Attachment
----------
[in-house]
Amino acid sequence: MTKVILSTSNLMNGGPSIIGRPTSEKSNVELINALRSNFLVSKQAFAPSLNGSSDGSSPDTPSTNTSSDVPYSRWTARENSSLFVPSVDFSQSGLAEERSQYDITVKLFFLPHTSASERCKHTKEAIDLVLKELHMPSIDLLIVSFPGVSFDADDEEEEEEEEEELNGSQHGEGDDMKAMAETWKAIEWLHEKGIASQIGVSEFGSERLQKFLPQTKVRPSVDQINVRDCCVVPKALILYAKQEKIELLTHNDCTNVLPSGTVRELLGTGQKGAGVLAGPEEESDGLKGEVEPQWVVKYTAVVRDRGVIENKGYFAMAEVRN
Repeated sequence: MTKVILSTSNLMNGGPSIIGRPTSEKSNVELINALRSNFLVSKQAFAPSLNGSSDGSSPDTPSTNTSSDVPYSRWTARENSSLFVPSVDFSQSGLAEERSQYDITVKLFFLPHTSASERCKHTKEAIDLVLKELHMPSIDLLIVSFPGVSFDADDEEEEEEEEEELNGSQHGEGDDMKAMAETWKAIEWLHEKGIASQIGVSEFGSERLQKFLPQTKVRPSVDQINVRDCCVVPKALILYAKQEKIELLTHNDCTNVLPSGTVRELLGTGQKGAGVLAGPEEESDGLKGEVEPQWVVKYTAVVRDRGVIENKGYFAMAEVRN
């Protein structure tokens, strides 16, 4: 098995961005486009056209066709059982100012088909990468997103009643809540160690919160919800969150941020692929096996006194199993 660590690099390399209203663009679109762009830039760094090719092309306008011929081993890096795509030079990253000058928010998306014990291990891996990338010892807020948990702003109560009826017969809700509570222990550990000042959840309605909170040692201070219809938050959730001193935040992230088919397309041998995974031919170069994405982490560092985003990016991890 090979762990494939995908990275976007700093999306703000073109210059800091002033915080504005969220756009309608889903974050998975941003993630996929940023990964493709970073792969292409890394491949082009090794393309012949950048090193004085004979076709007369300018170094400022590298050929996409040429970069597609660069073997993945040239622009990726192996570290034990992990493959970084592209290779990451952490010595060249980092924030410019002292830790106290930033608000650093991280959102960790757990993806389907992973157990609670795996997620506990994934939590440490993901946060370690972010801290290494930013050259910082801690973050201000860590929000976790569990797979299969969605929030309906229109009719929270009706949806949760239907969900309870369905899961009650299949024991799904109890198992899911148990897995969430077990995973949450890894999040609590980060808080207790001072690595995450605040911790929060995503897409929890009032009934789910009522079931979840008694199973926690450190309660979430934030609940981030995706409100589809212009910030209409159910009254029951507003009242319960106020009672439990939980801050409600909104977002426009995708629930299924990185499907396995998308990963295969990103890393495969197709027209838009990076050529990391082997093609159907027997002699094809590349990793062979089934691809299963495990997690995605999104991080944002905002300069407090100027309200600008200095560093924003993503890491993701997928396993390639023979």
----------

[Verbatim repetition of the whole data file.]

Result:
[in-house]
Amino acid sequence: MTKVILSTSNLMNGGPSIIGRPTSEKSNVELINALRSNFLVSKQAFAPSLNGSSDGSSPDTPSTNTSSDVPYSRWTARENSSLFVPSVDFSQSGLAEERSQYDITVKLFFLPHTSASERCKHTKEAIDLVLKELHMPSIDLLIVSFPGVSFDADDEEEEEEEEEELNGSQHGEGDDMKAMAETWKAIEWLHEKGIASQIGVSEFGSERLQKFLPQTKVRPSVDQINVRDCCVVPKALILYAKQEKIELLTHNDCTNVLPSGTVRELLGTGQKGAGVLAGPEEESDGLKGEVEPQWVVKYTAVVRDRGVIENKGYFAMAEVRN
Repeated sequence: MTKVILSTSNLMNGGPSIIGRPTSEKSNVELINALRSNFLVSKQAFAPSLNGSSDGSSPDTPSTNTSSDVPYSRWTARENSSLFVPSVDFSQSGLAEERSQYDITVKLFFLPHTSASERCKHTKEAIDLVLKELHMPSIDLLIVSFPGVSFDADDEEEEEEEEEELNGSQHGEGDDMKAMAETWKAIEWLHEKGIASQIGVSEFGSERLQKFLPQTKVRPSVDQINVRDCCVVPKALILYAKQEKIELLTHNDCTNVLPSGTVRELLGTGQKGAGVLAGPEEESDGLKGEVEPQWVVKYTAVVRDRGVIENKGYFAMAEVRN
């Protein structure tokens, strides 16, 4: 098995961005486009056209066709059982100012088909990468997103009643809540160690919160919800969150941020692929096996006194199993 660590690099390399209203663009679109762009830039760094090719092309306008011929081993890096795509030079990253000058928010998306014990291990891996990338010892807020948990702003109560009826017969809700509570222990550990000042959840309605909170040692201070219809938050959730001193935040992230088919397309041998995974031919170069994405982490560092985003990016991890 090979762990494939995908990275976007700093999306703000073109210059800091002033915080504005969220756009309608889903974050998975941003993630996929940023990964493709970073792969292409890394491949082009090794393309012949950048090193004085004979076709007369300018170094400022590298050929996409040429970069597609660069073997993945040239622009990726192996570290034990992990493959970084592209290779990451952490010595060249980092924030410019002292830790106290930033608000650093991280959102960790757990993806389907992973157990609670795996997620506990994934939590440490993901946060370690972010801290290494930013050259910082801690973050201000860590929000976790569990797979299969969605929030309906229109009719929270009706949806949760239907969900309870369905899961009650299949024991799904109890198992899911148990897995969430077990995973949450890894999040609590980060808080207790001072690595995450605040911790929060995503897409929890009032009934789910009522079931979840008694199973926690450190309660979430934030609940981030995706409100589809212009910030209409159910009254029951507003009242319960106020009672439990939980801050409600909104977002426009995708629930299924990185499907396995998308990963295969990103890393495969197709027209838009990076050529990391082997093609159907027997002699094809590349990793062979089934691809299963495990997690995605999104991080944002905002300069407090100027309200600008200095560093924003993503890491993701997928396993390639023979």